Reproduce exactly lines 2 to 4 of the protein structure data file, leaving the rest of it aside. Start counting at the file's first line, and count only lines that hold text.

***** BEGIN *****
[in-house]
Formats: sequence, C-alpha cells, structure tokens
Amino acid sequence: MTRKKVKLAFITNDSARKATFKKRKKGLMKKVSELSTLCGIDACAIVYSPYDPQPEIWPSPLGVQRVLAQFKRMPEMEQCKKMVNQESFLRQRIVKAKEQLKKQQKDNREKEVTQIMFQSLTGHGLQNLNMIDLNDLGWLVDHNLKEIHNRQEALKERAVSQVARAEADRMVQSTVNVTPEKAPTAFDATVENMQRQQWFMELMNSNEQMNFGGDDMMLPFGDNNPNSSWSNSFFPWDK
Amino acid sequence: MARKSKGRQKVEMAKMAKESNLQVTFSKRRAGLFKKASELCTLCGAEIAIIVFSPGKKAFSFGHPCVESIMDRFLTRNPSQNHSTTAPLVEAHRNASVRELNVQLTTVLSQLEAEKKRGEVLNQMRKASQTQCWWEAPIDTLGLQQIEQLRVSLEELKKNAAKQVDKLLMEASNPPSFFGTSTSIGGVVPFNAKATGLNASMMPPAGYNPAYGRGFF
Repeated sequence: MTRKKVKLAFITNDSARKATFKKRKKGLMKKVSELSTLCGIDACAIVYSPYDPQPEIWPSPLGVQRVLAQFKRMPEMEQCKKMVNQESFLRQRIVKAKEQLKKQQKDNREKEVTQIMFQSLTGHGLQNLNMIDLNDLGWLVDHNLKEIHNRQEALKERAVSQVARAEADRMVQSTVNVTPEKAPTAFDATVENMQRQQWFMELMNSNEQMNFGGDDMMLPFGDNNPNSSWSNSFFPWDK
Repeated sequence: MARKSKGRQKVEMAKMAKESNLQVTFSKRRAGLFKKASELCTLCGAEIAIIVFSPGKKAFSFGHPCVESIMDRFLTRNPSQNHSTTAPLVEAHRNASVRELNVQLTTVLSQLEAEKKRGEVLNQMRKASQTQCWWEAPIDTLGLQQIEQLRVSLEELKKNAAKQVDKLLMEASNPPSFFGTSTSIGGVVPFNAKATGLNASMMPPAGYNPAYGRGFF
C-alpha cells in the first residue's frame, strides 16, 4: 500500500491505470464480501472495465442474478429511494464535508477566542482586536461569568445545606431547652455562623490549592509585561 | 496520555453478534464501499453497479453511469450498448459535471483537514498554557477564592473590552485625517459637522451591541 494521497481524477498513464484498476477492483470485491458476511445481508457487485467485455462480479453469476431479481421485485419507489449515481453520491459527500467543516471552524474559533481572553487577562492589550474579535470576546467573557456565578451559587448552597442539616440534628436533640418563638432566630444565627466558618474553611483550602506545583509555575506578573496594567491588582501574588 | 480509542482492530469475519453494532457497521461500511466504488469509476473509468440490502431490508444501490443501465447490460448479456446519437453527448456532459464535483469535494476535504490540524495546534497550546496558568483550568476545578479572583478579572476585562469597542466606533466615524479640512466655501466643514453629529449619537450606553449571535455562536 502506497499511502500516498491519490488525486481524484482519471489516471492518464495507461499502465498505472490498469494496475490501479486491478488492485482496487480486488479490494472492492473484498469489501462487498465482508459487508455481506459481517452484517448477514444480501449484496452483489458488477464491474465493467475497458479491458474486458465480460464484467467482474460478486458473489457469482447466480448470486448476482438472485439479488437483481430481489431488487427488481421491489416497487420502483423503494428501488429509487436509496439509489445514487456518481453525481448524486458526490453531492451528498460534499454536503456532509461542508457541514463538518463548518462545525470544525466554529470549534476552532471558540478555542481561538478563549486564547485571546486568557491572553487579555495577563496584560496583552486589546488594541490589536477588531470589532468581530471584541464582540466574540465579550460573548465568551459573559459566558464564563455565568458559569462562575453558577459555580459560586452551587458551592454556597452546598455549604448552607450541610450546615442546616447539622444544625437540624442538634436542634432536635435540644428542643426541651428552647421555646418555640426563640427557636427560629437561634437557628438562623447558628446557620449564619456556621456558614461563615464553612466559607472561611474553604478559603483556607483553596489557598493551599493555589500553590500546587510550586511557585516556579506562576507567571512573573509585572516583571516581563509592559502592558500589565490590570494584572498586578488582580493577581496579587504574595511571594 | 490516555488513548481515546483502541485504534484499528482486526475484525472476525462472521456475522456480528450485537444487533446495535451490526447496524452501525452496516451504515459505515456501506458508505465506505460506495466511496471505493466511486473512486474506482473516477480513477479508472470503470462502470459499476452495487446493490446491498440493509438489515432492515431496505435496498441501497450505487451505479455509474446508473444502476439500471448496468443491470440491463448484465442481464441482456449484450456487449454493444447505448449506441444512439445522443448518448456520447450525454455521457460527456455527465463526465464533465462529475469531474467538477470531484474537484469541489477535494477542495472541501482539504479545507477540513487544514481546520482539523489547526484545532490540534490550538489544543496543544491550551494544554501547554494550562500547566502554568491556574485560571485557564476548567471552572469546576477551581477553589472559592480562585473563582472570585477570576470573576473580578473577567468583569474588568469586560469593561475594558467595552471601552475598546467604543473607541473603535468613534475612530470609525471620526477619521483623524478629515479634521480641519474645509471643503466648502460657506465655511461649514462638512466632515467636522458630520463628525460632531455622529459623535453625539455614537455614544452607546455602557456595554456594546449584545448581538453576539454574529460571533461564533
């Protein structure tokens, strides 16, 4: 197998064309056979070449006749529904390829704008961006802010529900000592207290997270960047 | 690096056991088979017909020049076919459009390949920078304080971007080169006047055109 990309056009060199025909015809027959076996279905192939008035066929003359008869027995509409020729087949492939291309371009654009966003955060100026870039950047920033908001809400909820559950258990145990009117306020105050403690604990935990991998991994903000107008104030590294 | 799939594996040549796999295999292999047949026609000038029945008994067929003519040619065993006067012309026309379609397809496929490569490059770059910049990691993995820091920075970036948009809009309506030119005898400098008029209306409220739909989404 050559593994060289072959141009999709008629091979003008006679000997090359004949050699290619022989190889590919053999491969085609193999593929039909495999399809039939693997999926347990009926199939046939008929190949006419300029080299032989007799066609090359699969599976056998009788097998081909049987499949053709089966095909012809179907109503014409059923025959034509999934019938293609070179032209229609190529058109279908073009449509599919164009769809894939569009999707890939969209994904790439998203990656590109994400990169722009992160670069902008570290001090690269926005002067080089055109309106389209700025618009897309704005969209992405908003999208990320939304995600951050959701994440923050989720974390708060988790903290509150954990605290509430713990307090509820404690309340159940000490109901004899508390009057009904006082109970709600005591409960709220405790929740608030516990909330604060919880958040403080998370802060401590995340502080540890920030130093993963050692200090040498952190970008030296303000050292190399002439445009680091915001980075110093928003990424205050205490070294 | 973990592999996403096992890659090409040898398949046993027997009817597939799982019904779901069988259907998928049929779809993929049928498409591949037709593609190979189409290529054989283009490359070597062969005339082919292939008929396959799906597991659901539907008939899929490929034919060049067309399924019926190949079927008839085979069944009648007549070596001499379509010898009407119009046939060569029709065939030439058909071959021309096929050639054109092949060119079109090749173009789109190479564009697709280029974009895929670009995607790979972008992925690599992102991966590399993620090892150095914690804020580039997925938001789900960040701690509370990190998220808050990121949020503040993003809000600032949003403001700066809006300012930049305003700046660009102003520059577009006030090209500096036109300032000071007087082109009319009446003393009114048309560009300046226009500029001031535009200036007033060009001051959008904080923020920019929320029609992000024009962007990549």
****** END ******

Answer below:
Formats: sequence, C-alpha cells, structure tokens
Amino acid sequence: MTRKKVKLAFITNDSARKATFKKRKKGLMKKVSELSTLCGIDACAIVYSPYDPQPEIWPSPLGVQRVLAQFKRMPEMEQCKKMVNQESFLRQRIVKAKEQLKKQQKDNREKEVTQIMFQSLTGHGLQNLNMIDLNDLGWLVDHNLKEIHNRQEALKERAVSQVARAEADRMVQSTVNVTPEKAPTAFDATVENMQRQQWFMELMNSNEQMNFGGDDMMLPFGDNNPNSSWSNSFFPWDK
Amino acid sequence: MARKSKGRQKVEMAKMAKESNLQVTFSKRRAGLFKKASELCTLCGAEIAIIVFSPGKKAFSFGHPCVESIMDRFLTRNPSQNHSTTAPLVEAHRNASVRELNVQLTTVLSQLEAEKKRGEVLNQMRKASQTQCWWEAPIDTLGLQQIEQLRVSLEELKKNAAKQVDKLLMEASNPPSFFGTSTSIGGVVPFNAKATGLNASMMPPAGYNPAYGRGFF